As I well know, like a lot of you other bookworms out there, it’s easy to get stuck in a reading habit: often gravitating towards the same authors, the same genres, the same publishers and subjects; filling your bookshelves with all the stuff you already know you love. But at a time when myriad sorts of exclusion and exclusivity are being perpetuated from places on high (aka: the current White House administration) it’s essential that, here on the ground level, we encourage inclusivity whenever we can, wherever we can. And that even extends to your bookshelves, where you can make a point to feature more diverse books and focus on different ways to make your reading more inclusive. After all, as Japanese novelist Haruki Murakami wrote in Norwegian Wood: “If you only read the books that everyone else is reading, you can only think what everyone else is thinking.” Let’s avoid that, shall we? I’ve got some tips that’ll help you out.
From reading more diverse books, to teaming up with your fellow book lovers, to thinking outside your typical book-buying box, and more, here are seven ways you can make your reading more inclusive this year. Check ‘em out.
1. Read more books by writers from marginalized or underrepresented communities.
This includes, but is not limited to: writers of color, immigrant writers, refugee writers or writers living in exile, women writers, LGBTQ writers, disabled or alternatively-abled writers, incarcerated or formerly-incarcerated writers, writers from low income communities, homeless writers, writers living outside the United States and/or English-speaking world… the list definitely goes on. You might be thinking: “sure, OK, I already know all this, but where can I find diverse books?” You can start by checking out this list of where to find diverse books, thoughtfully compiled by the grassroots literary organization We Need Diverse Books. There are also a handful of independent presses that specialize in publishing exactly the types of writers listed above — and you can find out more information about them below. So keep reading.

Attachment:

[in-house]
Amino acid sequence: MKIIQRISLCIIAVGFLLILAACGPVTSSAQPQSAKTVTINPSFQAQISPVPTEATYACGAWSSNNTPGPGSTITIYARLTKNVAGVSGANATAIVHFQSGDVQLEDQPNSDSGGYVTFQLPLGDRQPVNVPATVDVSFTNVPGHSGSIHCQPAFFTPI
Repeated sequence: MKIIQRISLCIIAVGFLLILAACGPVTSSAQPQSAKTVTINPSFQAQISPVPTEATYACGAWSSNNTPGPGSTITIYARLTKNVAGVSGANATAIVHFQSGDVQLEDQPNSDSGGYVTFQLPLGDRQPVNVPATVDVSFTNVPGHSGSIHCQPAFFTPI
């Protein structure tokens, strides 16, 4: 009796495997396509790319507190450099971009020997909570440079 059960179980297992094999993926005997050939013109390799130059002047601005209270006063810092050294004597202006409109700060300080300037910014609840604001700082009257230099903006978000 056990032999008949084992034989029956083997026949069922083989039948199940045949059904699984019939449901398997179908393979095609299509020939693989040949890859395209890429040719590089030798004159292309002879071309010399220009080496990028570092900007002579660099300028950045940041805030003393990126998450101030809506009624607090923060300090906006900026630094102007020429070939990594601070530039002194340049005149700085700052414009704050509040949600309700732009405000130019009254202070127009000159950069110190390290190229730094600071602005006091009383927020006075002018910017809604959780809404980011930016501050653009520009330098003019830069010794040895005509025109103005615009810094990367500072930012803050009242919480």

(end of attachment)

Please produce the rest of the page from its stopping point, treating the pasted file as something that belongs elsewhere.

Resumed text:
2. Read more books in translation.
Books in translation are a key way to bring more diversity and inclusivity into your bookshelves, providing global perspectives that you simply can’t get anywhere else. There are tons of awards for literature in translation — including awards like the PEN America Literary Awards (be sure to check out both the winners and the nominees!) which uniquely focus on literature in translation. But don’t just stop there — once you develop a list of your own favorite translated writers, go the extra mile and discover what books those writers are reading (check out interviews, the acknowledgements section of their books, even their author websites or Goodreads profiles) and explore some of those authors too. You never know when your next favorite book in translation might be just around the corner.
3. Extend your reading beyond your genre comfort zone.